Here’s an unexpected consequence of the Coronavirus pandemic: used car sales are on the rise. In a bid to avoid public transport out of fears of transmitting or contracting COVID, there’s been an increase in individuals looking to quickly purchase an extra used car, and this has made them a hot-ticket item, according to The New York Times:
“Across the country, the prices of used cars have shot up. The increase defies the conventional wisdom that cars are depreciating assets that lose a big chunk of their value the moment they leave the dealership. In July alone, the average value of used cars jumped more than 16 percent.”
This trend won’t be forever, of course, but it’s still an interesting one to get a handle on. What ripple effects has the used car surge caused, for instance, and what should you keep in mind if you’re thinking of getting in on the action and getting your own used car?
A Market In Flux
The initial effect of the used car surge is one that most anyone could have seen coming. The average price of a used car has shot up some 45%, putting that number at over $25,000 for the first time ever. It’s not just the average price of a used car or the demand for used cars going up, however. Because people are investing in older vehicles, they are also having to consider cleaning and maintenance more than they would with a newer vehicle.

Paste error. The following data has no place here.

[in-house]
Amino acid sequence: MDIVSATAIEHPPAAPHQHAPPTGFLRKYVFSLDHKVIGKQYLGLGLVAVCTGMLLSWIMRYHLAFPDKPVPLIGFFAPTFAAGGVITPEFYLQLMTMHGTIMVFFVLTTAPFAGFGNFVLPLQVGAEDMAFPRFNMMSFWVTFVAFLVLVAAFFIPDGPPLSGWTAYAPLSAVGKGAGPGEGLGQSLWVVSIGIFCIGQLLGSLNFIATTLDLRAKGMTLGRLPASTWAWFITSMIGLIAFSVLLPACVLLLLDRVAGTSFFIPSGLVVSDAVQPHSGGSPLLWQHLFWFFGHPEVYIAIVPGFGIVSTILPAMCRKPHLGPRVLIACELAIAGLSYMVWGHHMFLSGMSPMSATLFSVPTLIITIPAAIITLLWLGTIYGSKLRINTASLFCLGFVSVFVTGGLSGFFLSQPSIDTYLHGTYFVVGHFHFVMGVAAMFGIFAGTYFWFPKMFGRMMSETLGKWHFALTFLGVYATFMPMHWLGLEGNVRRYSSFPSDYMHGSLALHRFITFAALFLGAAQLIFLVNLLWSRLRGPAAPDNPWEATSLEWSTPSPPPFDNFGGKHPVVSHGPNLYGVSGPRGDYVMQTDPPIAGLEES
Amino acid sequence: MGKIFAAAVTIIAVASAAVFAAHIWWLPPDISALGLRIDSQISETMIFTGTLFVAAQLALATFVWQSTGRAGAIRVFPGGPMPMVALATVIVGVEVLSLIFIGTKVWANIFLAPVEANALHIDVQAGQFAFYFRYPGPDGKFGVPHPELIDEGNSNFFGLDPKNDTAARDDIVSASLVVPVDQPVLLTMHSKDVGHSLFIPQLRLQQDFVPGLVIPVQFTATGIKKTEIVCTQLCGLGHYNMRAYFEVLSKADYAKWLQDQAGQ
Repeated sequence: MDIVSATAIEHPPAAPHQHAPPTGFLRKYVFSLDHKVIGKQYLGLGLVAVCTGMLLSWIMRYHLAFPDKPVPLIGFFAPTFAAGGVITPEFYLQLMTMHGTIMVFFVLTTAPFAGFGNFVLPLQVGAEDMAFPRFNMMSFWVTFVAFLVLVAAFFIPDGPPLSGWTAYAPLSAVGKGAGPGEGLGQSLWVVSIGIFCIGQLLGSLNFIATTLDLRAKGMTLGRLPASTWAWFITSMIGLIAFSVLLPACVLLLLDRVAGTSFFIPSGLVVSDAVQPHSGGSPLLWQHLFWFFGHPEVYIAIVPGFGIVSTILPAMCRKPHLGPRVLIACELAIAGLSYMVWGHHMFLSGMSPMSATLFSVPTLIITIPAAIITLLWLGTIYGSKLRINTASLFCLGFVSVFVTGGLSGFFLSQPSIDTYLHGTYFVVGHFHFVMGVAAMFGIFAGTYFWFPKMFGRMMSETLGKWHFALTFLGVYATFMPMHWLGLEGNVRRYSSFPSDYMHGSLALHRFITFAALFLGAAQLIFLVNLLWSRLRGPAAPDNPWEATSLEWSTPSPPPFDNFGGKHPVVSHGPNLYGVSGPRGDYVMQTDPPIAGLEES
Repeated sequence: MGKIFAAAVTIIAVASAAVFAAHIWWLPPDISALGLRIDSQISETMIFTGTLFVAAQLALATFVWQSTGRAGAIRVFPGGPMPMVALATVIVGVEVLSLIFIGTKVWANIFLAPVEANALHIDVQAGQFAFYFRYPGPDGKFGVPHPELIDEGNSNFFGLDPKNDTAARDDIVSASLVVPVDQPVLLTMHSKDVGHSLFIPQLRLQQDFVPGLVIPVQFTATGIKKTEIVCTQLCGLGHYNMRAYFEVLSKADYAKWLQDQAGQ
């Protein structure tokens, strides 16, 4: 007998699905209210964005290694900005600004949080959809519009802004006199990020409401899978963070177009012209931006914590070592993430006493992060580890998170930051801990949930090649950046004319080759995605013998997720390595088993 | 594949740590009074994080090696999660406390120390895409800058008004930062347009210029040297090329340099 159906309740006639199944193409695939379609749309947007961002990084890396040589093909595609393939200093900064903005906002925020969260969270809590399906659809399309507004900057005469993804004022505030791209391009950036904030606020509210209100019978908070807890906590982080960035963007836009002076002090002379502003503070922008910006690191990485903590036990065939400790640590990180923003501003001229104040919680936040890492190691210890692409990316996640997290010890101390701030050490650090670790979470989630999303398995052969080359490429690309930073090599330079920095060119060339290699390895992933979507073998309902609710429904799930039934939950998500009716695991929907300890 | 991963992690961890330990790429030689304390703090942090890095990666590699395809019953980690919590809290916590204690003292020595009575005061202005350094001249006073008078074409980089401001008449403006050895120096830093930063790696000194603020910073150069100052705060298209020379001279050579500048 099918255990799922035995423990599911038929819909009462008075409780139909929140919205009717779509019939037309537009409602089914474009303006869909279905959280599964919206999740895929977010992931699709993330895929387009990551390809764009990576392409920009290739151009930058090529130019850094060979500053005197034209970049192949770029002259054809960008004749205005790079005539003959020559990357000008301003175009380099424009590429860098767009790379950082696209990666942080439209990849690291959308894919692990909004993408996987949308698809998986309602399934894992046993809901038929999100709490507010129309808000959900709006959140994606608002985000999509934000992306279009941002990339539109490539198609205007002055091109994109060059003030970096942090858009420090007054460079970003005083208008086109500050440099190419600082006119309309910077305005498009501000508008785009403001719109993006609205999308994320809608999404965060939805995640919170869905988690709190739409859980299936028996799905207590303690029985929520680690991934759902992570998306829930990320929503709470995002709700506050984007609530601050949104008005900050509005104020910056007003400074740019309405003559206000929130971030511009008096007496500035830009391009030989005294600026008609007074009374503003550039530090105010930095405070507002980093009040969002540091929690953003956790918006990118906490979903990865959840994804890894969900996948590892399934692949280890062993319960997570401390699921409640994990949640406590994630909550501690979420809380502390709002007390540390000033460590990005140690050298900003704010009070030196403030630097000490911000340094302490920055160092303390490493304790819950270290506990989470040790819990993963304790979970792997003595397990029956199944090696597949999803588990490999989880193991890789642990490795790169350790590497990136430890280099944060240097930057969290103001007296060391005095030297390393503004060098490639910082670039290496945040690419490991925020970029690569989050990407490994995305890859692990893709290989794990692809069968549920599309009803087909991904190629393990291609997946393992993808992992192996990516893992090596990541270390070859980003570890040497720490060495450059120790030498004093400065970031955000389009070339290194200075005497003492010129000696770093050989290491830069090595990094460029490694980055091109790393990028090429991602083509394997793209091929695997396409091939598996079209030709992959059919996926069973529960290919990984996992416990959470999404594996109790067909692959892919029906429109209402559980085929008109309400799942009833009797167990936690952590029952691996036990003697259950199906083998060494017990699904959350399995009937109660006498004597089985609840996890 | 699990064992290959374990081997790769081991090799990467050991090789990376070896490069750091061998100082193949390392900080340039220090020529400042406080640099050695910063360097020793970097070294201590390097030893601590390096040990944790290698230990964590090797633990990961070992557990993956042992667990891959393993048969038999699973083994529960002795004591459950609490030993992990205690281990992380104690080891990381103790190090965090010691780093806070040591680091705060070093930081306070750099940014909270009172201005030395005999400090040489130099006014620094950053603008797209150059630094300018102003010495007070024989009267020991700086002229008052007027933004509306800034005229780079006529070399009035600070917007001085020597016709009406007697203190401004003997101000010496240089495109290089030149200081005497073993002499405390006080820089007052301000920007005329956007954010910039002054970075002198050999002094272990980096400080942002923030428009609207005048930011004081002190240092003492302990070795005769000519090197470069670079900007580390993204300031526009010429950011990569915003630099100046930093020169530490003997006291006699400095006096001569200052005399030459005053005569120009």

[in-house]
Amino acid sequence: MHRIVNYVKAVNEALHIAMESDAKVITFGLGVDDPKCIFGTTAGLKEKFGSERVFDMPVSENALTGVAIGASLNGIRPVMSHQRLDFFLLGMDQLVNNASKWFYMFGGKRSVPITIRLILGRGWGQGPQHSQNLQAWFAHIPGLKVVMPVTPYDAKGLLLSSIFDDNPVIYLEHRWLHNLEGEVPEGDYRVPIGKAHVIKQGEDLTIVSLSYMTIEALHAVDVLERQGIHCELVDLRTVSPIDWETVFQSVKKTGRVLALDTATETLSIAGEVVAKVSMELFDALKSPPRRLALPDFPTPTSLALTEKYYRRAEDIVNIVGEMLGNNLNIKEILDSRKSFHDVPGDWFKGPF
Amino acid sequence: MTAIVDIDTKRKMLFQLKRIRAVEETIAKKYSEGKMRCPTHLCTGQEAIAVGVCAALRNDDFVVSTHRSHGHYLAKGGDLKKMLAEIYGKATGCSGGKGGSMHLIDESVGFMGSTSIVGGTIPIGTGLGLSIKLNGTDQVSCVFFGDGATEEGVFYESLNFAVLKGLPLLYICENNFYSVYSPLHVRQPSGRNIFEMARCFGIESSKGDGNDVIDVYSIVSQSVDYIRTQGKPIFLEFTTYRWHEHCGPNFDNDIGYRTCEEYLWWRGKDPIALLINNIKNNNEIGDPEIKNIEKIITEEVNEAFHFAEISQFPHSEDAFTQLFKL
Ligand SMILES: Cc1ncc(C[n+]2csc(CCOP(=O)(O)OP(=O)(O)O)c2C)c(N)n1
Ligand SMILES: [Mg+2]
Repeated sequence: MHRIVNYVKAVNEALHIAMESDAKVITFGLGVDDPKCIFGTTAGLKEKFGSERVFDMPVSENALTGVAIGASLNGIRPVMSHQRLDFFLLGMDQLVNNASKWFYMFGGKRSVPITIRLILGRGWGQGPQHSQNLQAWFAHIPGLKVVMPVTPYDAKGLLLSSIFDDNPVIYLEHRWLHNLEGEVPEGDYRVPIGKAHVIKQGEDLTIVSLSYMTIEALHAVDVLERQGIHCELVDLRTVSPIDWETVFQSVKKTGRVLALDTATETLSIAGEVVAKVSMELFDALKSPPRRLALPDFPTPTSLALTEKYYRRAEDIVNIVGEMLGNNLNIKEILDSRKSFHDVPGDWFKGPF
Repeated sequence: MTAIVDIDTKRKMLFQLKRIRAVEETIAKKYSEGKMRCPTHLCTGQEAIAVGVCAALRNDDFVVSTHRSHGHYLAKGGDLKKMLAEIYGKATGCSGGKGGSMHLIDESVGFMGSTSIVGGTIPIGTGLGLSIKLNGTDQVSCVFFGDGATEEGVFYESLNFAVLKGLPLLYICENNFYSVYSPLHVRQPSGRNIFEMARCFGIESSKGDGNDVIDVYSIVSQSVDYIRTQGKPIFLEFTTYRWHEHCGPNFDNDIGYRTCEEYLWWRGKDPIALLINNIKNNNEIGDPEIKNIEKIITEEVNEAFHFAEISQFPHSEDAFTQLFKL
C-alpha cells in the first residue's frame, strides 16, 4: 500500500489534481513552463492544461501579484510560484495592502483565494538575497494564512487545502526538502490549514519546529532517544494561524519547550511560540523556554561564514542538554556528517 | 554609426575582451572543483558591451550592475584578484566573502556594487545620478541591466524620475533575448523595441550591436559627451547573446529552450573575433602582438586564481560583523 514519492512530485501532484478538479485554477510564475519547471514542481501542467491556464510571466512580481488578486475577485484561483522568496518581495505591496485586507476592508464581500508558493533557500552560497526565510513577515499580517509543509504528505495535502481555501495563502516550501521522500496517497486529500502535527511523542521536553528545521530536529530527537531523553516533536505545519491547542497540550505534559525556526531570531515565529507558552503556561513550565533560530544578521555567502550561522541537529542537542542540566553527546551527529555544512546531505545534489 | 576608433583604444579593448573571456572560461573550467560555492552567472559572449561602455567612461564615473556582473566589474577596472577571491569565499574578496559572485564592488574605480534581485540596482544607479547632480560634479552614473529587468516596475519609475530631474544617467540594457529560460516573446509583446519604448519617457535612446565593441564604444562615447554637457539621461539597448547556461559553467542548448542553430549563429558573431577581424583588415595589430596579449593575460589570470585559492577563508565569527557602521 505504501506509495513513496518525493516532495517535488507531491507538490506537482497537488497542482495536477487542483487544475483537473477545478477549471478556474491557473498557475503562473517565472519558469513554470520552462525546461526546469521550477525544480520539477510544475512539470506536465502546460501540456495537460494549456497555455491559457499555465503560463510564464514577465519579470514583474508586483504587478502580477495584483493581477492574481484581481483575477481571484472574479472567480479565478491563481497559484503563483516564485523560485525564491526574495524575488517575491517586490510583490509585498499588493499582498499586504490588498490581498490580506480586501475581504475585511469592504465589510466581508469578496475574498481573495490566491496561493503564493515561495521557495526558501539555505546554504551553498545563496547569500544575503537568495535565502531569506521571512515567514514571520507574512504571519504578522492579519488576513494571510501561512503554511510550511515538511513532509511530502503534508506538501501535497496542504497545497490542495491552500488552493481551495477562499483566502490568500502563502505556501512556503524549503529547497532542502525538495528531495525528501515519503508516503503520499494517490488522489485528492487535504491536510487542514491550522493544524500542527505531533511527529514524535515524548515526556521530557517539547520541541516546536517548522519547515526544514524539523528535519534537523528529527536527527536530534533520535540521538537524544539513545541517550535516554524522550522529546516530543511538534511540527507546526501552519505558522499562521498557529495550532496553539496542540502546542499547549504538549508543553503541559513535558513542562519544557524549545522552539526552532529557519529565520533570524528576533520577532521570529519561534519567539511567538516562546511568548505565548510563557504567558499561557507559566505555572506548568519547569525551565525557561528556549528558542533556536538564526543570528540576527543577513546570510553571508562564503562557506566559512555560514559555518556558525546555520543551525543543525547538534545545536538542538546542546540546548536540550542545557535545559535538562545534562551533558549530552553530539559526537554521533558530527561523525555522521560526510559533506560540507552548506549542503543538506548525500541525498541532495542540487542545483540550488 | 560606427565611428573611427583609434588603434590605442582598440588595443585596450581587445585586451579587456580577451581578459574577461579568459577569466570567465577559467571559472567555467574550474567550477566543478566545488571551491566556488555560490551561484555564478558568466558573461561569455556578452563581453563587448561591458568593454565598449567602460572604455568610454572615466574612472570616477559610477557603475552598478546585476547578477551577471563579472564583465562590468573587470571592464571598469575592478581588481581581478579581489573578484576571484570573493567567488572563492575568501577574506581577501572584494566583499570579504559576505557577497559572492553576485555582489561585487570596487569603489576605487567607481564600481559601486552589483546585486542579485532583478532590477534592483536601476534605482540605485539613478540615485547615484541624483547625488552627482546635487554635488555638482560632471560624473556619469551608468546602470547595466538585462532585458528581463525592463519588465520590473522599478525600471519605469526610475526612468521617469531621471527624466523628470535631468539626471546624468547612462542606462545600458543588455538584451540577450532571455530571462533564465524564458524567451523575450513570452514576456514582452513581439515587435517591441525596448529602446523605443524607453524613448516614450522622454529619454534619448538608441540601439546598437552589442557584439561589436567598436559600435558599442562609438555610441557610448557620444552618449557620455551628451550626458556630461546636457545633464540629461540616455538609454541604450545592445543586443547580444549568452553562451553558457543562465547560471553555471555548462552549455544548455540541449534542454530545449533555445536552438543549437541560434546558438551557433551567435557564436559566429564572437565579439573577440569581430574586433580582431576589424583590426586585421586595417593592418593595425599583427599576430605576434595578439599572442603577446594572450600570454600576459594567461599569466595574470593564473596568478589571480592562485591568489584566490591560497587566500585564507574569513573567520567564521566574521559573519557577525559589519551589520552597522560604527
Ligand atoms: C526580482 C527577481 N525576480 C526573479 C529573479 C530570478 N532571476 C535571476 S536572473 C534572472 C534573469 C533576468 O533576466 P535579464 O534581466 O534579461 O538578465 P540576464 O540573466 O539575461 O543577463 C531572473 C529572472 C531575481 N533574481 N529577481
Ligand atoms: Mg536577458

Mechanics, service centers, car washes—these businesses have also seen some boosts on account of the pandemic, and this comes after they were on a bit of a decline because of how efficient newer cars have become. According to information from IBISWorld:
“This is because used cars require more frequent maintenance. Following a decline between 2016 and 2021, the U.S. auto body industry’s revenue is set to increase at a 2.9% rate annually by 2026.”
And the numbers being reported by various maintenance brands is showing this upward trend to be a powerful one. Take these numbers, for instance:
“During the second quarter of 2021, Driven Brands — the parent company of Take 5 Oil Change and Meineke Car Care Centers — reported a revenue of $374.8 million, a 123% year-over-year increase.”
And all this fluctuation has come with new measures to help curtail the spread of COVID, so it seems like businesses are trying to capitalize on the increased demand as best they can and encourage all those used car owners to become repeat maintenance customers.
Things To Keep In Mind When Buying A Used Car
So, what should you do if you want to get a used car for yourself? One important bit of advice, according to top San Francisco lemon law attorney Conn Law, is to do your research on the makes and models you’re interested in to avoid dropping a bunch of money on a dud.
Beyond that, you should follow the normal car buying protocol, with just a few extra measures thrown in to make sure you get the best deal on that used vehicle: watch your budget, get the vehicle history, and be sure to do a test drive before you buy!